The three revolutionaries Giuseppe Garibaldi, Giuseppe Mazzini, and Count Camillo Benso di Cavour are the primary names associated with the process by which the many governments of the Italian peninsula came together as a unified kingdom. They all were pivotal in this unification process. In the years between 1830 and 1848 many events occurred in the country of Italy. The primary problems in Italy were a mix of economic depression, social clash, and radical ideas. Secret societies were formed, and because of this, many people were thrown in prison. However, being jailed did not stop or even hinder the revolutions, as the Italians were determined to reach their independence from the Austrians.
Giuseppe Mazzini was always surrounded by political dissent, and the resentment against the German-speaking foreigners in Vienna whose armies crushed Italian aspirations toward self-government. At the young age of 21, Mazzini began to combine opposition to all existing governments, desire for political freedom, and Italian nationalism into one, unified cause.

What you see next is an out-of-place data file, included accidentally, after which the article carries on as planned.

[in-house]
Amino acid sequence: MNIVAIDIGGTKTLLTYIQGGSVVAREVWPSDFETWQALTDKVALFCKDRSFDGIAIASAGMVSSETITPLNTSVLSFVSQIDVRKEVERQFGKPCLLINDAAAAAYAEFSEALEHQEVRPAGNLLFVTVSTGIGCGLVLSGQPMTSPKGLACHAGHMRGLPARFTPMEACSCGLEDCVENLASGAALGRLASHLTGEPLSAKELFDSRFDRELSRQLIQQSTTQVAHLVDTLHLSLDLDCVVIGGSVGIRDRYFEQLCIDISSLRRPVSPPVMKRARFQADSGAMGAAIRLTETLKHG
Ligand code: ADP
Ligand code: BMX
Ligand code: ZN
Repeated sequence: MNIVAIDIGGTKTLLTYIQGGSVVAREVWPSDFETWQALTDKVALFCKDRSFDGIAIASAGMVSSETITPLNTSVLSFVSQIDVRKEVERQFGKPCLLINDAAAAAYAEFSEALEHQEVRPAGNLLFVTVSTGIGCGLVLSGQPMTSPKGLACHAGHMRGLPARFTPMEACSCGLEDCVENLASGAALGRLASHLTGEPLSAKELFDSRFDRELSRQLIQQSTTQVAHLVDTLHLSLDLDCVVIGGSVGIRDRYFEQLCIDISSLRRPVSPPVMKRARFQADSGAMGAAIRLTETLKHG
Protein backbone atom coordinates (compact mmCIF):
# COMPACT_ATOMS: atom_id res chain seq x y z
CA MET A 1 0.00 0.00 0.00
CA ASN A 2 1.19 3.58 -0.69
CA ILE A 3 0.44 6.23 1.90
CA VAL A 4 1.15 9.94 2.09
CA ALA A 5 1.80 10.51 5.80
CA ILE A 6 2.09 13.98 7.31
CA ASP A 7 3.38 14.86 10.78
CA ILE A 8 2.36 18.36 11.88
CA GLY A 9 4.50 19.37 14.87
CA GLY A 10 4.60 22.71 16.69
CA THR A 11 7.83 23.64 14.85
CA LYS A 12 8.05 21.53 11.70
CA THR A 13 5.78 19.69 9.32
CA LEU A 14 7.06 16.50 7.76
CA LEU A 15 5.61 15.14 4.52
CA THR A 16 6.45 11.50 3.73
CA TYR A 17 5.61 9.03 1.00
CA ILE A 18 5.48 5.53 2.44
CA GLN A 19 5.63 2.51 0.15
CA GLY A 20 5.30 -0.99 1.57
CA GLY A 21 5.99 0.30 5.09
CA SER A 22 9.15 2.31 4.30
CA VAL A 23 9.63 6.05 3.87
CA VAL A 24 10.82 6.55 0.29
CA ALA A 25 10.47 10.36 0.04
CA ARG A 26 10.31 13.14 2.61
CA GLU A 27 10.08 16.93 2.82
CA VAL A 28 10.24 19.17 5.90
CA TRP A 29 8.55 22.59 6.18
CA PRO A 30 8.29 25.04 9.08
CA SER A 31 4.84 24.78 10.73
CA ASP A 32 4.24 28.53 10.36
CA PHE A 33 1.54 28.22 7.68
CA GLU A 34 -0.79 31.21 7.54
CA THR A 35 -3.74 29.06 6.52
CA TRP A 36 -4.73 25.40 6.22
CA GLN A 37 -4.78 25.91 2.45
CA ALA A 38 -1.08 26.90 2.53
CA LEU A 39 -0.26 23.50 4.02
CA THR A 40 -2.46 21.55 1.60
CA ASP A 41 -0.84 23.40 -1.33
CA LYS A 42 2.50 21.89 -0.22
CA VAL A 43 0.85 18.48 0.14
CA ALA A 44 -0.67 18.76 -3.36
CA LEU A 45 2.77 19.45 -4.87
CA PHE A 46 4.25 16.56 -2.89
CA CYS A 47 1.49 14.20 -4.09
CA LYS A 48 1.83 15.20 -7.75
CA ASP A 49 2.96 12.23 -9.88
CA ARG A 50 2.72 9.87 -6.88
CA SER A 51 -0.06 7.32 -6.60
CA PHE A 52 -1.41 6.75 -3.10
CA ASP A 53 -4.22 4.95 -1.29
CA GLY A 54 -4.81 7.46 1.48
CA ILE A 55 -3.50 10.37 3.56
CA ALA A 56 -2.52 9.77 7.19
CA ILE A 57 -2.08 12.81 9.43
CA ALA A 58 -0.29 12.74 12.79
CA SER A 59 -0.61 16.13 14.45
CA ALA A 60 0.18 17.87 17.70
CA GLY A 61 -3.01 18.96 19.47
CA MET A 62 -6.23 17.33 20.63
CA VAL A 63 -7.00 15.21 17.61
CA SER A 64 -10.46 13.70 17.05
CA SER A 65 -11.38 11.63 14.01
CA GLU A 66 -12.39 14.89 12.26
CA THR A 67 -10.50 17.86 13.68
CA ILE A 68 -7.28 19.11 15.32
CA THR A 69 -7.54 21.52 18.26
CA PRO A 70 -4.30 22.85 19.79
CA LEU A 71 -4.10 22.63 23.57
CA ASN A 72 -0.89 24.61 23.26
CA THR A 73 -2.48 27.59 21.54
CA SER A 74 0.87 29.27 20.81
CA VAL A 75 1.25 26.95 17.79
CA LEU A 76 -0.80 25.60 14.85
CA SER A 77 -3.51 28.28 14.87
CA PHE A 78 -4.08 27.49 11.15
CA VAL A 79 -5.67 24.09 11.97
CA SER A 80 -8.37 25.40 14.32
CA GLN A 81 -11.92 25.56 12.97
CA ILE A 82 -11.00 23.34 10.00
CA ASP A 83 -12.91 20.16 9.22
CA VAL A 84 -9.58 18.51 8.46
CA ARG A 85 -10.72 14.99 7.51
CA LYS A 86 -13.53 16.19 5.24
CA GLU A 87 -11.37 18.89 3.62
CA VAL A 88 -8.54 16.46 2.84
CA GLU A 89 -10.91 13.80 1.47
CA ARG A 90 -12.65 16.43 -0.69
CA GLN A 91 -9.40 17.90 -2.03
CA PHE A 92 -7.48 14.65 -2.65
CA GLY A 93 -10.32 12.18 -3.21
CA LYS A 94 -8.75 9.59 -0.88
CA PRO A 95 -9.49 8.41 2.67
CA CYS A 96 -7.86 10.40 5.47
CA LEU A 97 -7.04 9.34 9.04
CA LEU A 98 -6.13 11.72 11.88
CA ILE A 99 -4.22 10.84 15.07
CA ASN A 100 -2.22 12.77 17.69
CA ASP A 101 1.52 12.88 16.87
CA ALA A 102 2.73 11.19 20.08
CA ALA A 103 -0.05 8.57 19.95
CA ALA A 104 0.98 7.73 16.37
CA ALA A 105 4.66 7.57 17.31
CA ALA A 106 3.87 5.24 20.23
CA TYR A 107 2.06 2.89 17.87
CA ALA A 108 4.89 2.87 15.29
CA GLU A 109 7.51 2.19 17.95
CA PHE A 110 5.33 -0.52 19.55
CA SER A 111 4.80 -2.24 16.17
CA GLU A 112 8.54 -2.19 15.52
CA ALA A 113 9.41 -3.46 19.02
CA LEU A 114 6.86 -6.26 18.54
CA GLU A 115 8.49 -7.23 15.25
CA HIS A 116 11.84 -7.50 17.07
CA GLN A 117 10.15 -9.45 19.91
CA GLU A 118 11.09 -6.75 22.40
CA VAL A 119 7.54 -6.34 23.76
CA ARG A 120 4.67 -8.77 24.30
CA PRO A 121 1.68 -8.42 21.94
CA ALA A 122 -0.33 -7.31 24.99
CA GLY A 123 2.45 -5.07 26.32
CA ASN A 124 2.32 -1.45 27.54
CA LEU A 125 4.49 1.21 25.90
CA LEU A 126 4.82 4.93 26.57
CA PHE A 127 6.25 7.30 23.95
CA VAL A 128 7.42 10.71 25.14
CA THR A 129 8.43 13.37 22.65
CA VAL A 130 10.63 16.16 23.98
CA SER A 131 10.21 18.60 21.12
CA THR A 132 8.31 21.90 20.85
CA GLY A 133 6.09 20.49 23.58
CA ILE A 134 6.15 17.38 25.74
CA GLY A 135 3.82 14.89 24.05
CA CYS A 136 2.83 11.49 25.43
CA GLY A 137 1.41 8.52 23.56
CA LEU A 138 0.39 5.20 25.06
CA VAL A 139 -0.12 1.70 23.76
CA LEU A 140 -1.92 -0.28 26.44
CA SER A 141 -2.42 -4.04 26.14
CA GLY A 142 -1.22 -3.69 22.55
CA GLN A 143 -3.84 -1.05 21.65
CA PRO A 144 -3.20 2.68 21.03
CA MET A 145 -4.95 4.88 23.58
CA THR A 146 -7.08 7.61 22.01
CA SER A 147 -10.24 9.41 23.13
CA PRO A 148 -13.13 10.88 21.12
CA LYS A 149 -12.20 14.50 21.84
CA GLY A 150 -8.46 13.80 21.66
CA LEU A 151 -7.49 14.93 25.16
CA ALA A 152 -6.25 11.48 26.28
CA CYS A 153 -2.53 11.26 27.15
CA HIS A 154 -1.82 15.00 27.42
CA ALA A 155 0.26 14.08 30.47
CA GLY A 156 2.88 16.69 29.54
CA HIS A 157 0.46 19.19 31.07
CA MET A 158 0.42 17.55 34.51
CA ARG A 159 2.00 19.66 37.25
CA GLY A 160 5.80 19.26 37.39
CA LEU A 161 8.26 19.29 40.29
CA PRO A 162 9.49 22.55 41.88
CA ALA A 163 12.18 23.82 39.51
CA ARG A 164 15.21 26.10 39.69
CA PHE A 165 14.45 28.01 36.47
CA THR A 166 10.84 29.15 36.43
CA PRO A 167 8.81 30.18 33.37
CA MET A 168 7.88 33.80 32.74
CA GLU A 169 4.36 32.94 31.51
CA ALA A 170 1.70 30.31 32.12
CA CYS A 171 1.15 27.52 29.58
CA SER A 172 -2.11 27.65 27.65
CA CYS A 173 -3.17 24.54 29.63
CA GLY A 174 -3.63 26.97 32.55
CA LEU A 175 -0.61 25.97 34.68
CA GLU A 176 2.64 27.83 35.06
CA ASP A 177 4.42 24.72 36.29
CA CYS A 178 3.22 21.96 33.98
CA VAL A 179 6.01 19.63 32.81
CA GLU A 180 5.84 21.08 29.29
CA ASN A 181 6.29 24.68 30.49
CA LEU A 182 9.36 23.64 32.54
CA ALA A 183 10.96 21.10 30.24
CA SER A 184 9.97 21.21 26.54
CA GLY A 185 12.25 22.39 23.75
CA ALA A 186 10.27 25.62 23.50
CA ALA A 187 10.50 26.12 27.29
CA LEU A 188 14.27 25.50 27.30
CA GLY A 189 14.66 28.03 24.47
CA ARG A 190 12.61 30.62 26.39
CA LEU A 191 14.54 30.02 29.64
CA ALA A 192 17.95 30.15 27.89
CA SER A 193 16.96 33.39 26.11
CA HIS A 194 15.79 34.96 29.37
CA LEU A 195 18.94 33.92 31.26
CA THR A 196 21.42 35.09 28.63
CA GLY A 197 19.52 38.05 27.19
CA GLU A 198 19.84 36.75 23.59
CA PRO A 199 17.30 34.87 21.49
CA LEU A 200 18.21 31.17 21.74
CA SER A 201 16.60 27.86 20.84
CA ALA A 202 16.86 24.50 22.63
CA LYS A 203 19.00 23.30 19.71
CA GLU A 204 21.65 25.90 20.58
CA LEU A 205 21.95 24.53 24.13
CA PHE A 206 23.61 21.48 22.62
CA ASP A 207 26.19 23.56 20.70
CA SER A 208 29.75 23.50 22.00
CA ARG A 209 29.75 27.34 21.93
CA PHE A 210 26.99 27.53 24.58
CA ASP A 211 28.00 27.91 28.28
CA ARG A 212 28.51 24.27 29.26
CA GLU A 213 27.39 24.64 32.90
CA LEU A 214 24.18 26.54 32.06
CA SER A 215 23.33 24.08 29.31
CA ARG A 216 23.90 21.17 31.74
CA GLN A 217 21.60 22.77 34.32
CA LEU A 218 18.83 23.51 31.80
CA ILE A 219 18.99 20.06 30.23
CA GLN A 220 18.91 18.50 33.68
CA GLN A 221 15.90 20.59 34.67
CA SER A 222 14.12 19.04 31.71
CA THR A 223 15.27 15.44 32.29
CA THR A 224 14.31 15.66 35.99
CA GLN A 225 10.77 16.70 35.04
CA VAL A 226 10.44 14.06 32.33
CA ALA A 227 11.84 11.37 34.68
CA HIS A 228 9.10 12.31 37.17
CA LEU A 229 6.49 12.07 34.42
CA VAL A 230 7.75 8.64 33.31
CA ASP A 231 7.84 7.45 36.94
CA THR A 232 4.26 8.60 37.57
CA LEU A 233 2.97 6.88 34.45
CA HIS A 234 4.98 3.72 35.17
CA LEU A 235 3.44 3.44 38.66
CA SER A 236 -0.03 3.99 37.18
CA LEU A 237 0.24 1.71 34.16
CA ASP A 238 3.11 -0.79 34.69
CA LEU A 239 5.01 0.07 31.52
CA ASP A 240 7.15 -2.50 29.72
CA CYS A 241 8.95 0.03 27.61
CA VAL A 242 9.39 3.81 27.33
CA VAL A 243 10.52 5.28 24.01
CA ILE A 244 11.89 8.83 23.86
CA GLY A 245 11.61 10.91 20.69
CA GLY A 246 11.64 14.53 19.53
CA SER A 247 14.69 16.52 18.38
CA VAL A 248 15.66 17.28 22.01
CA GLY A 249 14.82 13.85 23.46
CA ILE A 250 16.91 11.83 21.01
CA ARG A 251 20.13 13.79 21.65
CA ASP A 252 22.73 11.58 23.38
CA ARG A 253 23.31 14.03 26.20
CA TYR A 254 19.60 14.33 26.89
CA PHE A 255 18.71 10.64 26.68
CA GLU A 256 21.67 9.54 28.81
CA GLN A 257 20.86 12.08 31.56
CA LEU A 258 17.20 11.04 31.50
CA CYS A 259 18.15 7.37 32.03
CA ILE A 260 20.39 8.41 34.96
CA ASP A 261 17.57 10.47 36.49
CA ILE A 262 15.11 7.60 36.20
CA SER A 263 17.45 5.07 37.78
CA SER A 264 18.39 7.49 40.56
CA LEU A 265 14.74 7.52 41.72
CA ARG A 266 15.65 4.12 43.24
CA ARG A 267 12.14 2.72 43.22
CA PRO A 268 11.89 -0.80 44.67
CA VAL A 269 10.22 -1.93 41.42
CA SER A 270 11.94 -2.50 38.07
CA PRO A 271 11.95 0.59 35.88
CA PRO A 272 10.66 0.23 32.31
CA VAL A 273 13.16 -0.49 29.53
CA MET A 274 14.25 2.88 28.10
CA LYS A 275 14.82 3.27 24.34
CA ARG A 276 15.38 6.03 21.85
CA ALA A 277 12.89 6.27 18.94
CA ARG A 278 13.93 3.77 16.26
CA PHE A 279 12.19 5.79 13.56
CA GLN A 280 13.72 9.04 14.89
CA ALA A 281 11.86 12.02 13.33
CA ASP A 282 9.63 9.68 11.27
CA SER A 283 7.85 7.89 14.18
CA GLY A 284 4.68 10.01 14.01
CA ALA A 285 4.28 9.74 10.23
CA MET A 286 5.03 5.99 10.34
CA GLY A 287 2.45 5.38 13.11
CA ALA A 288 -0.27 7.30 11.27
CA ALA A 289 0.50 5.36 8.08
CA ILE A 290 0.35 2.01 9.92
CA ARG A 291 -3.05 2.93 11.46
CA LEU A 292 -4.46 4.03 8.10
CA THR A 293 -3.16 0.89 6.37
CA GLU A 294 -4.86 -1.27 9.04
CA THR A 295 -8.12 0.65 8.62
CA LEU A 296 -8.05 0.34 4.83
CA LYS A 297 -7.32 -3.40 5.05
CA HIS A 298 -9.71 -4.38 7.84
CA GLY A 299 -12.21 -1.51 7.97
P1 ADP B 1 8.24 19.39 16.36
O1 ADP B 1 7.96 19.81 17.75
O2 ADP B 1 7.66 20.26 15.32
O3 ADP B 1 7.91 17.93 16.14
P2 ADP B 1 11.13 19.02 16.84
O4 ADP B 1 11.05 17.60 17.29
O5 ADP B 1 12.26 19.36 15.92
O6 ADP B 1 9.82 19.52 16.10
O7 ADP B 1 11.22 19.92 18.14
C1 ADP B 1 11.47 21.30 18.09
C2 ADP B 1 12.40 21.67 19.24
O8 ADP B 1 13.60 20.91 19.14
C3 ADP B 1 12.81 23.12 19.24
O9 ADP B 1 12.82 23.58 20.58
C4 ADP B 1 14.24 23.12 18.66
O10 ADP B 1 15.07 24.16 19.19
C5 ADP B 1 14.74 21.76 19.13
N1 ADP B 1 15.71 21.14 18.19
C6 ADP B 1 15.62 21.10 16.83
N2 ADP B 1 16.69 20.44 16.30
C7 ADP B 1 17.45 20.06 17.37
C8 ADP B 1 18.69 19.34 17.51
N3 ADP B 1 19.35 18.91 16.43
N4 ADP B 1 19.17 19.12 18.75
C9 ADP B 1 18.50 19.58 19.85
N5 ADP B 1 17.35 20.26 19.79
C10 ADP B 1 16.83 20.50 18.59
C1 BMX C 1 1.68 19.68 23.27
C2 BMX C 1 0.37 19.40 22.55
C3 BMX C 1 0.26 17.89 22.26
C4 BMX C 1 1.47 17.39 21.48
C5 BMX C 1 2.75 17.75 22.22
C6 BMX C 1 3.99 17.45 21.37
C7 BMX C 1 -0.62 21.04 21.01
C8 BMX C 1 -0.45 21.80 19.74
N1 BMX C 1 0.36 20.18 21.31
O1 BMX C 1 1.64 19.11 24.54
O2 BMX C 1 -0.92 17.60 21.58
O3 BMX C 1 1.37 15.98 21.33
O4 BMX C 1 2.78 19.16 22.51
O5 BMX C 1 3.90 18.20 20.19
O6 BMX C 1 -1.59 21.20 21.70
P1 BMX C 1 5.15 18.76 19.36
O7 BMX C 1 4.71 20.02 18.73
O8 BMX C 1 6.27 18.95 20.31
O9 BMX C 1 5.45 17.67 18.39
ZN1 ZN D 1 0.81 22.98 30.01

At this time he also decided to wear only black clothing in order to express his mourning over the loss of Italian freedoms. The turning point of his life and eventually, one can argue, the turning point of Italy occurred in 1830 when Mazzini joined the conspiratorial society of the Carbonari. The Carbonari was a loosely organized group of liberal and radical revolutionaries. In this group Mazzini attended illegal meetings, distributed banned newspapers, acquired weapons, and took part in riotous antigovernment demonstrations.
Mazzini's passion for Italy was essentially the driving force of his life. He was arrested and spent six months in a local fortress. During this time in solitude, he received his life's calling; to devote his existence to the emancipation of Italy. He derived his motto "God and the People". This motto was well thought...